“Can’t believe how strange it is to be anything at all.”
As Neutral Milk Hotel singer and guitarist Jeff Mangum sneered the final words of the In the Aeroplane Over the Sea title track Wednesday at Oakland’s The Fox Theater, it was a statement about the nature of existence, but came coupled with a knowing nod about the band’s history.
Buried behind his walking wall of beard, an unkempt mop of hair and engine driver hat, Mangum’s magnum opus may have developed into a cult classic since its 1998 release, but it left its creator in shambles.
Neutral Milk Hotel effectively closed shop as 1998 was ending. Mangum went into a lengthy period of isolation around the turn of the millennium. That made fans chuckle nervously when he confessed he sometimes visits the Bay Area “to wander around and talk to myself I’m not joking.”However, recent years have found Mangum playing live again. Prior to the band reuniting last year, he played a stint of solo shows, reviving his taste for live performance.
Wednesday's stop was the first of three sold out shows at The Fox Theater as well as Neutral Milk Hotel's first stop in the Bay Area in nearly 16 years. Multi-instrumentalist Julian Koster, gleefully mismatched in red shoes, green jeans, yellow shirt and blue knit cap, asked for a show of hands for their last appearance at San Francisco's tiny Bottom of the Hill to a smattering of applause.
However, reunion tours make for nice victory laps. In the case of Neutral Milk Hotel, Aeroplane helped the group grow in esteem while it was away, making the band's revival an event both for old fans as well as its many newcomers.
At just shy of 90 minutes, fans got the Aeroplane celebration they wanted, with 10 of its 11 tracks on display.
Mangum took the stage alone and rattled off one of its most celebrated, “Two-Headed Boy,” revealing age has deepened his nasal delivery ever so slightly, but his voice is no less capable.
The band joined him for the second song, “The Fool,” swelling the backing sound with a surge of several brass players and two accordions. NMH’s other members were at turns mysterious, gentle and ramshackle depending upon the needs of the song.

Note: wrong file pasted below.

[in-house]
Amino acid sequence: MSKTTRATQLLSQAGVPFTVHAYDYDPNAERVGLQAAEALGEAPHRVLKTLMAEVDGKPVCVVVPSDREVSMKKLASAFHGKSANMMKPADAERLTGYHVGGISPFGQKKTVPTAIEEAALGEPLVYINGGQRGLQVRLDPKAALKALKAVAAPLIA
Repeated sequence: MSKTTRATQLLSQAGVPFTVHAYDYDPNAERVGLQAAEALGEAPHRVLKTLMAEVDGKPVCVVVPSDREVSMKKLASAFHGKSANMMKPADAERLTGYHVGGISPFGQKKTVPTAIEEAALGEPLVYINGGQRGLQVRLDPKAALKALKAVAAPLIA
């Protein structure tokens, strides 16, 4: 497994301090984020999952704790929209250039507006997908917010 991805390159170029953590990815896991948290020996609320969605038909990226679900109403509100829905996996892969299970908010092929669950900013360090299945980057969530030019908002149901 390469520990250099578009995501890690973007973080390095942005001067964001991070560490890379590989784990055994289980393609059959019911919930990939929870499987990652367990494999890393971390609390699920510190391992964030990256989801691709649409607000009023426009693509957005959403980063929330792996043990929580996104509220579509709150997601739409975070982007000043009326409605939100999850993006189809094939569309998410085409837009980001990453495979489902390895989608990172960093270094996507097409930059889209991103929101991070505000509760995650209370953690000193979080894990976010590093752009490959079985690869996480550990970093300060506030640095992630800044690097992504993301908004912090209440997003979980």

They made “Holland, 1945” sound downright triumphant, with beardy brass specialist Scott Spillane mouthing the words to the song between trumpet blasts. Spillane was most expressive of his excitement to be back on stage, beaming with a smile and catching the eyes of fans in the crowd to sing along with them.
With two albums of material and a string of EPs, Neutral Milk Hotel played a fair chunk of its catalog, including super rarity “Ferris Wheel on Fire,” which showcased all sides of the band. To Mangum’s acoustic crooning, the band added flare ups that dissipated as easily as they appeared.
The band used an array of instruments, from a bowed saw to a zanzithophone, which is a sort of horn keyboard. It gave them a winking indie eclecticism, before realizing that they were doing this sort of thing long before the recent wave of indie musicians.
Near the close of the set, Mangum delivered a mesmerizing “Oh, Comely” mostly without support from the rest of the band. He stood alone in the spotlight, rattling off verse after verse, holding the crowd's eager gaze with ease.
It seemed as unlikely to those in the crowd as it did to Mangum that the experience would ever happen, cycling back to those words from “In the Aeroplane Over the Sea” about Mangum’s astonishment at our mere existence.
A Baby for Pree >
Grow Into You >
Leave Me Alone >
King of Carrot Flowers Pt. 1 >
King of Carrot Flowers Pts. 2 & 3
In the Aeroplane Over the Sea
Ferris Wheel on Fire
Song Against Sex
Ruby Bulbs >
Snow Song Pt. 1
Two-Headed Boy Pt. 2